Camilla, who is Patron of the domestic violence charity SafeLives, heard about the Ask for ANI (Action Needed Immediately) initiative during a call with Chief Executive Suzanne Jacob and domestic abuse survivor Rachel Williams.
The project, introduced in mid-January, is operating in more than 2,000 pharmacies and offers a private space for a person when they mention the codeword ‘Ani’.
A trained member of staff provides a phone and asks if help from the police or other domestic abuse support services is needed.
Camilla hailed the project as “pure brilliance because it’s so simple, yet it’s so effective” and pledged “to do anything to help”.
Ms Williams, who was shot and severely injured following years of domestic abuse, helped develop the idea for the new scheme during the first coronavirus lockdown when rates were rapidly rising.
Camilla speaks to Ms Williams and Ms Jacob about ask ANI
Ms Jacob said: “There has been information coming out that we know is showing that there is a sign of very severe escalation for what’s happening for people and indeed a lot of people trying to reach out to get the help that they need.
“A lot of the national helplines, online ways in which people can get help, they’ve seen huge increases – 75%, 80% rises in the number of people trying to contact them, including people reaching out to say they are worried about their own behaviour.”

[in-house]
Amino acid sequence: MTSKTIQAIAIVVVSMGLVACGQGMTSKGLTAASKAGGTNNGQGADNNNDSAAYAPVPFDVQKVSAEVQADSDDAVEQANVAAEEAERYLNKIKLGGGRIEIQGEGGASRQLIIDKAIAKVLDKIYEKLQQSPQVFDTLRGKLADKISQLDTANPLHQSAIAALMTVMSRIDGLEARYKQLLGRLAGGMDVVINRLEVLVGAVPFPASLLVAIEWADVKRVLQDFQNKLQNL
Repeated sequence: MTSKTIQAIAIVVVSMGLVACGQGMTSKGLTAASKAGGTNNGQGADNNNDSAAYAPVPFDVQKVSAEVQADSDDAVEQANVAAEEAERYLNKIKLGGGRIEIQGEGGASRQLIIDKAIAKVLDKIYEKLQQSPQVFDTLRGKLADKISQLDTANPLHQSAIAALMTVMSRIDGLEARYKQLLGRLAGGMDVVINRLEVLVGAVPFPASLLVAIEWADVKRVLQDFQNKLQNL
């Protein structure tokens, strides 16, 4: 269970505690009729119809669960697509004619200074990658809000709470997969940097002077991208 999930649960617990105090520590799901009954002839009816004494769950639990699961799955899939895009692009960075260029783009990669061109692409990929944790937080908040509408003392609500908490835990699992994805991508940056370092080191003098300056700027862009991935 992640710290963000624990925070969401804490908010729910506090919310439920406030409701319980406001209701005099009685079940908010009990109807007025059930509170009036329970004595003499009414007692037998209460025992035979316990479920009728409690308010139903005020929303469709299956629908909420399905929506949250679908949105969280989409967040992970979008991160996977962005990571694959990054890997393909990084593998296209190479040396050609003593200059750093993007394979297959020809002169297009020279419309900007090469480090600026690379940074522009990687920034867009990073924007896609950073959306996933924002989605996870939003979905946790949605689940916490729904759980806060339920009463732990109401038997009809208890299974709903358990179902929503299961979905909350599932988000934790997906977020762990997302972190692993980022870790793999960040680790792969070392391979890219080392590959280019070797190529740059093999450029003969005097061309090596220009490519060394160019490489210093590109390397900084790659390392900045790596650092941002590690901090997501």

With support from the Domestic Abuse Commissioner and Victim's Commissioner, SafeLives proposed the ‘Ask for ANI’ scheme to the Home Office and worked with the department to create the initiative.
Ms Jacob talks about how domestic abuse rates have increased during the pandemic
Ms Williams said: “As a fellow survivor, along with pioneers who I work with at SafeLives, we were really concerned with the lockdown – where are these victims and survivors going to go now?
"It’s what more can we do to help them find safe spaces.
“It must be like walking on broken glass in lockdown and I can’t think of anything worse.
“Ask for 'Ani' is something so simple, we need to keep things simple, and ask those that need the help what they want.
"Like myself, and the other pioneers – what could a service have done for you at that time?
"It’s only by asking those with the lived experience that we will really tackle this and hopefully end it one day.”
During the call, Camilla told Rachel: "You have been such a wonderful spokesman, because, you know, you've suffered this terrible abuse and yet you're prepared to get up and talk about it - and I think that is what is needed."
She added:"I think you ought to have an army of Rachels".
The charity has been in “close contact” with the Duchess throughout the pandemic and their chief executive said it had been “absolutely wonderful to have her support”.
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